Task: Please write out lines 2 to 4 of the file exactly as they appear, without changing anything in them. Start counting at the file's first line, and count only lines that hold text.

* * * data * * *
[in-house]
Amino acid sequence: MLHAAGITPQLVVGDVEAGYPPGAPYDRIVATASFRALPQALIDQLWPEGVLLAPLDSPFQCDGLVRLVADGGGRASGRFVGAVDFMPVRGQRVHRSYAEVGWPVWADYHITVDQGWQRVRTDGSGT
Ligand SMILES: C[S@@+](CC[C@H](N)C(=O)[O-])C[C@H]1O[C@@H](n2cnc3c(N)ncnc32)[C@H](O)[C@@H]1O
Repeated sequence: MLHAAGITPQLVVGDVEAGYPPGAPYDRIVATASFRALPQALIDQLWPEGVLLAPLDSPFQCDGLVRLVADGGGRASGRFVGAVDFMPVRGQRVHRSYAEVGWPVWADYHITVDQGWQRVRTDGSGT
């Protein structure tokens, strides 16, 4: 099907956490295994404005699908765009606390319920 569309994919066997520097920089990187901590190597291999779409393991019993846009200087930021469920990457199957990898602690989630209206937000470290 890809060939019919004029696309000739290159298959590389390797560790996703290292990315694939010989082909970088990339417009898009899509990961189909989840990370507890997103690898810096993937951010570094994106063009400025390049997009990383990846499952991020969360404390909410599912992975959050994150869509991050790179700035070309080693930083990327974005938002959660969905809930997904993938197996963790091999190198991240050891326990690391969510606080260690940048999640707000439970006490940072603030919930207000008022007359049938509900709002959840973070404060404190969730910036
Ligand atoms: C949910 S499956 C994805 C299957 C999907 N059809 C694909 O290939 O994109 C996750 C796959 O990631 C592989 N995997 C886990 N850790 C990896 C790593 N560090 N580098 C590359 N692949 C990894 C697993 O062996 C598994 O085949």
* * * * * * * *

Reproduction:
Amino acid sequence: MLHAAGITPQLVVGDVEAGYPPGAPYDRIVATASFRALPQALIDQLWPEGVLLAPLDSPFQCDGLVRLVADGGGRASGRFVGAVDFMPVRGQRVHRSYAEVGWPVWADYHITVDQGWQRVRTDGSGT
Ligand SMILES: C[S@@+](CC[C@H](N)C(=O)[O-])C[C@H]1O[C@@H](n2cnc3c(N)ncnc32)[C@H](O)[C@@H]1O
Repeated sequence: MLHAAGITPQLVVGDVEAGYPPGAPYDRIVATASFRALPQALIDQLWPEGVLLAPLDSPFQCDGLVRLVADGGGRASGRFVGAVDFMPVRGQRVHRSYAEVGWPVWADYHITVDQGWQRVRTDGSGT